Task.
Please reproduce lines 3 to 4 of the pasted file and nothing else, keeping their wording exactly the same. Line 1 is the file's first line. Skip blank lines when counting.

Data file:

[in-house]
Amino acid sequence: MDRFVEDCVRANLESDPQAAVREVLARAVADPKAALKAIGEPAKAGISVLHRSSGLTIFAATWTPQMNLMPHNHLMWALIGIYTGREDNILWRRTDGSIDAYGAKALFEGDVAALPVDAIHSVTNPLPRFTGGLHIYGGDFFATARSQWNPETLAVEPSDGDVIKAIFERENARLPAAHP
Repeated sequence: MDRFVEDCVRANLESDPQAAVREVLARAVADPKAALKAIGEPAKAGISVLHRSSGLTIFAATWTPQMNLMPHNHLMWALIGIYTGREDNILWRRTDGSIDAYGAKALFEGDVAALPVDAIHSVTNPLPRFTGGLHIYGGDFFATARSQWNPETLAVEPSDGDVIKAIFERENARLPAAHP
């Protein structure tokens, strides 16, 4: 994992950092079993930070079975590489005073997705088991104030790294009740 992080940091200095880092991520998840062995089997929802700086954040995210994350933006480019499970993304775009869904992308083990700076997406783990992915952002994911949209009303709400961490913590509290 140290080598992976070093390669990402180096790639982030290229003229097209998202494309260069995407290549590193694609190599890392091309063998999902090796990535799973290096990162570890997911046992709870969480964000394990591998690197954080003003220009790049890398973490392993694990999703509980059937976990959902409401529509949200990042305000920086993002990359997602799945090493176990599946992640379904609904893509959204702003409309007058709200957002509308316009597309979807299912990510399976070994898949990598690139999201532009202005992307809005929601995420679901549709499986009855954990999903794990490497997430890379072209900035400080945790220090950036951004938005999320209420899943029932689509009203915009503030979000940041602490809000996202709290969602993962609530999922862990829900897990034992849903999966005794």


Repeated sequence: MDRFVEDCVRANLESDPQAAVREVLARAVADPKAALKAIGEPAKAGISVLHRSSGLTIFAATWTPQMNLMPHNHLMWALIGIYTGREDNILWRRTDGSIDAYGAKALFEGDVAALPVDAIHSVTNPLPRFTGGLHIYGGDFFATARSQWNPETLAVEPSDGDVIKAIFERENARLPAAHP
């Protein structure tokens, strides 16, 4: 994992950092079993930070079975590489005073997705088991104030790294009740 992080940091200095880092991520998840062995089997929802700086954040995210994350933006480019499970993304775009869904992308083990700076997406783990992915952002994911949209009303709400961490913590509290 140290080598992976070093390669990402180096790639982030290229003229097209998202494309260069995407290549590193694609190599890392091309063998999902090796990535799973290096990162570890997911046992709870969480964000394990591998690197954080003003220009790049890398973490392993694990999703509980059937976990959902409401529509949200990042305000920086993002990359997602799945090493176990599946992640379904609904893509959204702003409309007058709200957002509308316009597309979807299912990510399976070994898949990598690139999201532009202005992307809005929601995420679901549709499986009855954990999903794990490497997430890379072209900035400080945790220090950036951004938005999320209420899943029932689509009203915009503030979000940041602490809000996202709290969602993962609530999922862990829900897990034992849903999966005794």